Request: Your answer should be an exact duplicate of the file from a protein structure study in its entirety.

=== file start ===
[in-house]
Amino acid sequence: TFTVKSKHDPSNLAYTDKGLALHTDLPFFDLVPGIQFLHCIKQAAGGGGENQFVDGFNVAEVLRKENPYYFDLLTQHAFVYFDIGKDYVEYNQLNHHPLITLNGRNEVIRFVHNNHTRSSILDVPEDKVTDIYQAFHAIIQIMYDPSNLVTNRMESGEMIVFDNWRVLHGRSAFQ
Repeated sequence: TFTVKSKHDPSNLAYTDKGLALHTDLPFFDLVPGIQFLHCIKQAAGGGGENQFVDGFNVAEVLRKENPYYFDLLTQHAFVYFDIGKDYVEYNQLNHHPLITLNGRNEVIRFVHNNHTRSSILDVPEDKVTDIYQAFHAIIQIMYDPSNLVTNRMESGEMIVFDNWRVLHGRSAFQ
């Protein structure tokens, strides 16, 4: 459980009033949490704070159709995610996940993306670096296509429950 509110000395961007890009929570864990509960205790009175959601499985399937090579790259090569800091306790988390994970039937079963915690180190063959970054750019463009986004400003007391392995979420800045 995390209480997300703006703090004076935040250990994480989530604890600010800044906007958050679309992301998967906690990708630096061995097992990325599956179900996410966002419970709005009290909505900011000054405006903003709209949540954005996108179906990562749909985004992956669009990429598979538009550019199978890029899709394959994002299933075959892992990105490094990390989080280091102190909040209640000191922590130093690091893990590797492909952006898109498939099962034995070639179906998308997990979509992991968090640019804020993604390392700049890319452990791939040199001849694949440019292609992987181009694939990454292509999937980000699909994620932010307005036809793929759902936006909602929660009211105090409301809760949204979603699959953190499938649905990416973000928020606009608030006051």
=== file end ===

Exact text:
[in-house]
Amino acid sequence: TFTVKSKHDPSNLAYTDKGLALHTDLPFFDLVPGIQFLHCIKQAAGGGGENQFVDGFNVAEVLRKENPYYFDLLTQHAFVYFDIGKDYVEYNQLNHHPLITLNGRNEVIRFVHNNHTRSSILDVPEDKVTDIYQAFHAIIQIMYDPSNLVTNRMESGEMIVFDNWRVLHGRSAFQ
Repeated sequence: TFTVKSKHDPSNLAYTDKGLALHTDLPFFDLVPGIQFLHCIKQAAGGGGENQFVDGFNVAEVLRKENPYYFDLLTQHAFVYFDIGKDYVEYNQLNHHPLITLNGRNEVIRFVHNNHTRSSILDVPEDKVTDIYQAFHAIIQIMYDPSNLVTNRMESGEMIVFDNWRVLHGRSAFQ
């Protein structure tokens, strides 16, 4: 459980009033949490704070159709995610996940993306670096296509429950 509110000395961007890009929570864990509960205790009175959601499985399937090579790259090569800091306790988390994970039937079963915690180190063959970054750019463009986004400003007391392995979420800045 995390209480997300703006703090004076935040250990994480989530604890600010800044906007958050679309992301998967906690990708630096061995097992990325599956179900996410966002419970709005009290909505900011000054405006903003709209949540954005996108179906990562749909985004992956669009990429598979538009550019199978890029899709394959994002299933075959892992990105490094990390989080280091102190909040209640000191922590130093690091893990590797492909952006898109498939099962034995070639179906998308997990979509992991968090640019804020993604390392700049890319452990791939040199001849694949440019292609992987181009694939990454292509999937980000699909994620932010307005036809793929759902936006909602929660009211105090409301809760949204979603699959953190499938649905990416973000928020606009608030006051």